Technical Aspects of Hashimoto Products
1. Product and Product Design Philosophies
The goal of Hashimoto Electric is to provide the best sounding and the highest quality tube audio transformers with the 21st technologies based on over sixty years of accumulated experiences. As if (actually is) a fine musical instrument, every Hashimoto transformer is literally hand crafted by experienced employees. As if (is) a fine musical instrument, every part of Hashimoto transformers is carefully selected and inspected. Finally, as if (is) a fine musical instrument, the most important aspect of Hashimoto production is how it's being built rather than what is being used to build. The chief engineer at Hashimoto Electric, Mr. Takao Ishiguro, has proudly mentioned to me that reverse engineering is almost impossible with Hashimoto products, "Could anybody rebuilt a Stradivarius by just taking its apart and finding out what it's made of?"
Hashimoto engineers prefer the total approach for its product design - examining every possible part to use, testing the optimum measurable characteristics of its products, and finally auditioning the sonic results - the most critical criteria. Even if a new product displays the best measurable characteristics, this product could be rejected if it is sonically inferior to other possible products. In other words, the top priority of Hashimoto transformer design is to obtain the most real-life-like music sound based on their accumulated technologies and proven methodologies. Hashimoto engineers prefer the step-by-step approach rather than putting too much emphasis on merely expensive or exotic material. For example, Hashimoto engineers intentionally avoid using silver wire because they have discovered that it actually worsens the sound compared with the traditional copper wire. Another good example is Hashimoto does not use permalloy cores. This is because permalloy cores are weak in lower frequency, thus the final sound tends to be unbalanced even though permalloy cores yields beautiful high to mid-range sound.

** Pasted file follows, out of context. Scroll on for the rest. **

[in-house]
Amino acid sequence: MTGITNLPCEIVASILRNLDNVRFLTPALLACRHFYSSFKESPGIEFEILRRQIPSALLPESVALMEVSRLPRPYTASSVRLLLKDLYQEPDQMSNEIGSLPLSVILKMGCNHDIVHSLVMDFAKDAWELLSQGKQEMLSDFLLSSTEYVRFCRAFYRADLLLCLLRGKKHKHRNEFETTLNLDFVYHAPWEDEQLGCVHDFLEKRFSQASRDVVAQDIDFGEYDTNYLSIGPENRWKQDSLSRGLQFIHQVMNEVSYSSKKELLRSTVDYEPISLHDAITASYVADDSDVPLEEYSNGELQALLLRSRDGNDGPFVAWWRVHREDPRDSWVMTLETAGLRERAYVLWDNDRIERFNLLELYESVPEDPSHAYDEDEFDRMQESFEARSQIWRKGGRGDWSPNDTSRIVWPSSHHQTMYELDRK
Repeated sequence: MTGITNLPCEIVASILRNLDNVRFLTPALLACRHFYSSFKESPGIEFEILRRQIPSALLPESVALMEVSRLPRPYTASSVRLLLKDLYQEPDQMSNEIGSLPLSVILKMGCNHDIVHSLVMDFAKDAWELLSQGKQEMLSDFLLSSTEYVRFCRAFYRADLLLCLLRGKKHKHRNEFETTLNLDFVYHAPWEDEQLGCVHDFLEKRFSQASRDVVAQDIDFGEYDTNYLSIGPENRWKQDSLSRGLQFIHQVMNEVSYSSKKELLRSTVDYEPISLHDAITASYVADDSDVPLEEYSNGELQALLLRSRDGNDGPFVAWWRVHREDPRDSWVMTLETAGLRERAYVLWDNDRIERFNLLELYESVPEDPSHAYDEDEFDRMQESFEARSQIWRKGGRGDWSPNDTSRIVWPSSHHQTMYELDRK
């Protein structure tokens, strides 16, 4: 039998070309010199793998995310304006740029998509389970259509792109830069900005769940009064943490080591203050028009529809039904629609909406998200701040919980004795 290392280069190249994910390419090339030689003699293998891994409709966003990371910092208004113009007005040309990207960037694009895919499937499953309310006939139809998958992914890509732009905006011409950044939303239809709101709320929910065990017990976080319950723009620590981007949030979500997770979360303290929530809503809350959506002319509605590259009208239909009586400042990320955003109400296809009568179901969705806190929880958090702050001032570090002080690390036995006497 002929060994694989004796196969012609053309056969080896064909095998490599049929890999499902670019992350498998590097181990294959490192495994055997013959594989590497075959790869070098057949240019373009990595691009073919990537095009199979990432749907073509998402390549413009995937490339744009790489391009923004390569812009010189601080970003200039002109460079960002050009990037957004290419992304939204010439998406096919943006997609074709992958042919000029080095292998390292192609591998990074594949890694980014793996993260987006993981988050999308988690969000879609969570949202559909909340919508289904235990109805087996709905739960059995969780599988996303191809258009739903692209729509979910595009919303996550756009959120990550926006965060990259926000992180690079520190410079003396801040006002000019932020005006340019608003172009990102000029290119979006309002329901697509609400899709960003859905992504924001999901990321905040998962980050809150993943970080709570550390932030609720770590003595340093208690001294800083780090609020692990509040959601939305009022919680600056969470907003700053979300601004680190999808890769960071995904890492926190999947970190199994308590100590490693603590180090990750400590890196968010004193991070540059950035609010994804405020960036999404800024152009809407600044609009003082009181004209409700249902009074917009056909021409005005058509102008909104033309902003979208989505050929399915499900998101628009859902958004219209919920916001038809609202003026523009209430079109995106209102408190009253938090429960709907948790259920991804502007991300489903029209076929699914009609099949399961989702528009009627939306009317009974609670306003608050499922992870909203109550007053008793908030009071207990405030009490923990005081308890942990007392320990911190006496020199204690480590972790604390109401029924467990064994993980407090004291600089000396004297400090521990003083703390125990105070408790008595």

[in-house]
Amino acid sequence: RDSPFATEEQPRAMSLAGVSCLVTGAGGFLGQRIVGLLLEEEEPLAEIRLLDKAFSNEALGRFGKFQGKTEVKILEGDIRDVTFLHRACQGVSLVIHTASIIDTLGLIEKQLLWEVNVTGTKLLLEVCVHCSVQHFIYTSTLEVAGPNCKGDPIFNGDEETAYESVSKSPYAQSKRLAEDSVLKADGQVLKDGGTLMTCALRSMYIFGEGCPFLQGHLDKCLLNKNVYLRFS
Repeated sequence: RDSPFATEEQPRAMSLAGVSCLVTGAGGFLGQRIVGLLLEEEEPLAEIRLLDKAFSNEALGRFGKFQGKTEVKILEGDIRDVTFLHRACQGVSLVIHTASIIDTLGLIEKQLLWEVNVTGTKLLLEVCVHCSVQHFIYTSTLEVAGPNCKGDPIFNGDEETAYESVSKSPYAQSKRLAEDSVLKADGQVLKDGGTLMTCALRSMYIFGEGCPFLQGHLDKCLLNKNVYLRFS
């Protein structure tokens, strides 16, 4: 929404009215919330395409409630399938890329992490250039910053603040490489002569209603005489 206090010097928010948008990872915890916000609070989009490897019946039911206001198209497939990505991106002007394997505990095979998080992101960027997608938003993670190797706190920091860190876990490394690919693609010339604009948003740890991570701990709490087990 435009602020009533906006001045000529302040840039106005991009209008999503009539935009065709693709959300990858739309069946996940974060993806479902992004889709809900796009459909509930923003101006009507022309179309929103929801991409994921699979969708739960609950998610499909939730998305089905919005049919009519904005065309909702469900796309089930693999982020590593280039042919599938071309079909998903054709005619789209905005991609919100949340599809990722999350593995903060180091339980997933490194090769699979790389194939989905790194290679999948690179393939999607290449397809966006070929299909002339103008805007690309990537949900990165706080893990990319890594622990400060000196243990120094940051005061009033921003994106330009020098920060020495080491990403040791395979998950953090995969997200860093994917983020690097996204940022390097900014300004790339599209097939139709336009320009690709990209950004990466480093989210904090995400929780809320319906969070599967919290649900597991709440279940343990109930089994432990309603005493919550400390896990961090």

Hashimoto's sonic orientation has been a long term goal and tradition from the Sansui era. Mr. Ichiro Ohshima who was a high-end product manager at Sansui from mid 1980's to 2000 mentioned to me that "It's easy to design an amplifier that has excellent measurable characteristics. But, it's very difficult to build an amplifier that sounds good under the same technical characteristics." Because of this pursuit in "good sound" philosophy, Sansui put so many efforts to eliminate two major sources of sound distortions; physical vibrations and grounding issues throughout the 1990's.
As Sansui engineers has pursuit, Hashimoto engineers put great emphasis on eliminating the physical vibrations and shutting-off the external electrical noises. Hashimoto engineers believe these are two major elements of making significant differences into the better sound. For example, Hashimoto output/input transformer cores are filled in pitch rather than stored in the solid plastic or epoxy because Hashimoto engineers discovered that the oil based pitch is better material to absorb the physical vibrations. Another good example is Hashimoto MC transformers consist of three layers of internal insulations with two different density of micro-wax to minimize the absorption of external vibrations as well as electro-magnetic noises.